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Have a great week! -Lisa-

Homeschooling with Real Books

Homeschooling with real books (library/trade books) is much more interesting than exclusively using a textbook. The use of literature can be used to introduce, develop, or reinforce a concept that you are teaching. You may totally agree with me and are getting excited about doing this, but then comes the next thought, “Where do I begin? What books would I use?”

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Serious Fun: Homeschooling with Real Books by Kristin Draeger is just such a resource you need! Kristin shares her personal homeschool experience of how she created this 120+ page list of books, games, puzzles, videos, and music.  I appreciate that she has created such a fantastic open-and-go reference guide. She has taken the time to do this so that you can do other things! Kristin has categorized the books into the subjects of math, science, history/ geography, literature, grammar, and art history. She has also created subcategories of books for students K-3 and 4th-8th grade.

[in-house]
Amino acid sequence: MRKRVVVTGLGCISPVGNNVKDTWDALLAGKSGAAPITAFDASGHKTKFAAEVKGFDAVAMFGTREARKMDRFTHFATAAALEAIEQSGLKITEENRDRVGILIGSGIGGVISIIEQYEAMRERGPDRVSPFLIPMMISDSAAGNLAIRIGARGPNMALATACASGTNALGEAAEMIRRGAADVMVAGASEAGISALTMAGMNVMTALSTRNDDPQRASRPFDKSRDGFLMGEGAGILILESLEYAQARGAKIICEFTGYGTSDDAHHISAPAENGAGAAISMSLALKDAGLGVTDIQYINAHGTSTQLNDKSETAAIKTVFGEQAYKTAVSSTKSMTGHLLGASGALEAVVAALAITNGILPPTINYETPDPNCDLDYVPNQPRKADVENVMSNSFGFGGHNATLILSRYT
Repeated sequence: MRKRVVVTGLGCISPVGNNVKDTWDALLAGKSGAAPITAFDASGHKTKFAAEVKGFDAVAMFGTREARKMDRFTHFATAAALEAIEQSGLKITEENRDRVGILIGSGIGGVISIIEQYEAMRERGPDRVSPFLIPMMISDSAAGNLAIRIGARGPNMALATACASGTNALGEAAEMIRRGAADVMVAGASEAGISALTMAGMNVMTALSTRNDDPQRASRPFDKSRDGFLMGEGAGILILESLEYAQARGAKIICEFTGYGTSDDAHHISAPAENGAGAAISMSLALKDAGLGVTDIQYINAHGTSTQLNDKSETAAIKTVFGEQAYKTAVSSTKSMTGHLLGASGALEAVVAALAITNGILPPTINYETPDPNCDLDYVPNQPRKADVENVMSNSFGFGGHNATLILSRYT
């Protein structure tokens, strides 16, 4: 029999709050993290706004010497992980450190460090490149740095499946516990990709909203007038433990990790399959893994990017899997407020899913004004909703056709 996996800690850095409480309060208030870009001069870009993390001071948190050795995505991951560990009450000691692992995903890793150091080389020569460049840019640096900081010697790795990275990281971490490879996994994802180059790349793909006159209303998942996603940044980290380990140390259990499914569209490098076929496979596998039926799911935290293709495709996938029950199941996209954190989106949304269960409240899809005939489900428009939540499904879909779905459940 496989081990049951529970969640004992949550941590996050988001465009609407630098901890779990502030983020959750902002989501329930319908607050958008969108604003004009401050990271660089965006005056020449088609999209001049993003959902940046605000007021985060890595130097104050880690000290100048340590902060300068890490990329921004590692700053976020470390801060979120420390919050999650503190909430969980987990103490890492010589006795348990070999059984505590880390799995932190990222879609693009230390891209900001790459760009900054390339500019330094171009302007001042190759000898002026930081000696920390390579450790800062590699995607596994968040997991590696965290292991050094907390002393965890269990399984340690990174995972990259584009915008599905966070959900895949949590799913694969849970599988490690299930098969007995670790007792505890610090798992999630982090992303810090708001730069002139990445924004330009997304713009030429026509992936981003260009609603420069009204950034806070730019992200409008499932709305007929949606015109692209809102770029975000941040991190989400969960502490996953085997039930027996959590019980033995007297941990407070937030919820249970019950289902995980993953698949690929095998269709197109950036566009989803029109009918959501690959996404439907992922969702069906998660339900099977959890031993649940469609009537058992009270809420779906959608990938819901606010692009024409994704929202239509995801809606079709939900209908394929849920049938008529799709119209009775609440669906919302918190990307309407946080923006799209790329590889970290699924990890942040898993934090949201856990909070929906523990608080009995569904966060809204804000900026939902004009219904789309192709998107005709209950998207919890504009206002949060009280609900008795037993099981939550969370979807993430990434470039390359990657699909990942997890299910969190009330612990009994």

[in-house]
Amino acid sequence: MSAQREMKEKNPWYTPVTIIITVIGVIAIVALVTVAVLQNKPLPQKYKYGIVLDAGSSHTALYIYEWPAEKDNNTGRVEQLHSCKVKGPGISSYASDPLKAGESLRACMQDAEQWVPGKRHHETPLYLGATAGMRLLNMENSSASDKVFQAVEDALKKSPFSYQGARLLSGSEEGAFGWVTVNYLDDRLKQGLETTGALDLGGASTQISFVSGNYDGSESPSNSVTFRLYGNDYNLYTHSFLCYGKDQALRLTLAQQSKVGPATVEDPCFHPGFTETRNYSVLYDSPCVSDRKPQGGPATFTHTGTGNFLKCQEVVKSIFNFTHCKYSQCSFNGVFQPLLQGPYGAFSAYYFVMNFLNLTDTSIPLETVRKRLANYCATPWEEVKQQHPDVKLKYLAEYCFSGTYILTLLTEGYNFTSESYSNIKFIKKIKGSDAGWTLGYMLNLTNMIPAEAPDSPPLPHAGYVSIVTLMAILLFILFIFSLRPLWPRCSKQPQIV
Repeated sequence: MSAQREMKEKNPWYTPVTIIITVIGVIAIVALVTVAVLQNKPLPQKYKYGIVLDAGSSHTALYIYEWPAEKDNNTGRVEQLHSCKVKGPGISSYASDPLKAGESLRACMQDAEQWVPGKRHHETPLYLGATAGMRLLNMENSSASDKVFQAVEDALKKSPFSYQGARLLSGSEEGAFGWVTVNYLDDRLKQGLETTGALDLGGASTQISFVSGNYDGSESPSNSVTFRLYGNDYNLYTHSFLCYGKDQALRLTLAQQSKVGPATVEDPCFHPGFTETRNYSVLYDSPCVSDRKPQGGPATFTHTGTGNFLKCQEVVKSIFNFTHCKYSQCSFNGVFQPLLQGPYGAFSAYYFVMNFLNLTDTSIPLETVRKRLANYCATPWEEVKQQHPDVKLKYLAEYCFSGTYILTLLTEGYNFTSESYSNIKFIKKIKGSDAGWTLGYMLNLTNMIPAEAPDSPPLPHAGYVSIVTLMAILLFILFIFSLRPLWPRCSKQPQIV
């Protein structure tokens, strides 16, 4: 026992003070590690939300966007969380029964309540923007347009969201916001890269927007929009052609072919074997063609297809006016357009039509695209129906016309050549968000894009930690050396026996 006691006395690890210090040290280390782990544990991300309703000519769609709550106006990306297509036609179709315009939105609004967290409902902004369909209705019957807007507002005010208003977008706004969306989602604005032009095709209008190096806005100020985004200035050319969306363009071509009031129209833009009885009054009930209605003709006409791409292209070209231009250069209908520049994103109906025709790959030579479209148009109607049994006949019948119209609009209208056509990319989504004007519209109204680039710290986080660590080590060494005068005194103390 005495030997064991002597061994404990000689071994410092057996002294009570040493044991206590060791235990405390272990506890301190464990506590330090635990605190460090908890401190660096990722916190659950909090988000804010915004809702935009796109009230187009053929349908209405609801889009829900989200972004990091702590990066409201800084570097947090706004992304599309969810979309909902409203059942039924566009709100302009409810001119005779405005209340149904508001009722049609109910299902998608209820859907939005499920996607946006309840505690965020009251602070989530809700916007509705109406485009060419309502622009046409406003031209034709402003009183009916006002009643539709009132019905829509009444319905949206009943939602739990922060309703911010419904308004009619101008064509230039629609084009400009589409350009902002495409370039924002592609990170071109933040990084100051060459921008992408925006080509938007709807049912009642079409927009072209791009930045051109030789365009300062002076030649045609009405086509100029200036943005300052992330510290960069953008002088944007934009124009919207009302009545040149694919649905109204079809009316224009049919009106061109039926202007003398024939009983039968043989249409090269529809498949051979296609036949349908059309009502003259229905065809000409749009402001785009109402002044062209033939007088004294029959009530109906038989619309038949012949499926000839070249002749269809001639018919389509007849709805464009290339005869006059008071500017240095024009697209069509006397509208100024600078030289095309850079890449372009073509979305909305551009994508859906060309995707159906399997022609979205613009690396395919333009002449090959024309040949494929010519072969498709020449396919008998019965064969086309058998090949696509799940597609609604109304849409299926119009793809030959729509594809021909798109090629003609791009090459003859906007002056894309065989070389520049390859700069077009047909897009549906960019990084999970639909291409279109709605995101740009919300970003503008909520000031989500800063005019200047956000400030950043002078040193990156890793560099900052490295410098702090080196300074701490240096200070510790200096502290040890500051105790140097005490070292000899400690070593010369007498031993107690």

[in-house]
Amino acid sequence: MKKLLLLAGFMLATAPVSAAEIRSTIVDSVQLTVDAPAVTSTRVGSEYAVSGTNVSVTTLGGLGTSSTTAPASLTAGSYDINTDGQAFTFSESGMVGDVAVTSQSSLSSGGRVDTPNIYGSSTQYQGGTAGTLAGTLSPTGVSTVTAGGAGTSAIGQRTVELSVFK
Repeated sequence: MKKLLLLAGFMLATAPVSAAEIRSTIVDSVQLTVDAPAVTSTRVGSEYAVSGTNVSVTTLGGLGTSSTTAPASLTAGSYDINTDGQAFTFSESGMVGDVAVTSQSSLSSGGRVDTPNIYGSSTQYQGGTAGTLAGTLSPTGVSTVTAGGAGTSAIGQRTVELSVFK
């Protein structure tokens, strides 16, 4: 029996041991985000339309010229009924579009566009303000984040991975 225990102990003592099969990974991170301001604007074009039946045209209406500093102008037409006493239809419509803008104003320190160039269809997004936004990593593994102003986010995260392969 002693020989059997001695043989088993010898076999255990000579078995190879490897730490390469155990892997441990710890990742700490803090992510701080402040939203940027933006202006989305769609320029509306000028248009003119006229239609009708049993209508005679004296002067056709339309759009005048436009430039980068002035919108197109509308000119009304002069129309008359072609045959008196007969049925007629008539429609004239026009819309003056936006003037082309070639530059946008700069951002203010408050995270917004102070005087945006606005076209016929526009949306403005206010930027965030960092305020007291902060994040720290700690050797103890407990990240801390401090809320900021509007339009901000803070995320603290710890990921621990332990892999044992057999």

I love that Kristin has included extras for your student like this CD (or streaming option) that is about addition, skip counting, and money, but also includes some art, history, and information about space.

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Math games are a terrific way to practice what has been taught without the use of yet another worksheet. Kristin recommends this logic game and I second it as my sons had this when they were young. It is compact and comes with a travel bag so that it can be played in the car or taken to doctor’s appointments. If you’d rather not take it out, it can be used as a culminating activity after your math lessons. If you click on the picture, you not only see the game, but you can watch a short video on the webpage on how it is played.

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Serious Fun: Homeschooling with Real Books is a great deal at just $10.00. This is one book that I think you would return to time and again for ideas for your library trips or stock your own library shelves with real books.

  • Note- Kristin mentions the Kratt brothers  Zoboomafoo series. You can click on the highlighted link to watch these science programs for your K-3 grader since they were not released onto DVD.

Have a great week! ~Lisa~ 

I received a free review copy of this book from the author/publisher in exchange for an honest review. All thoughts and opinions are my own.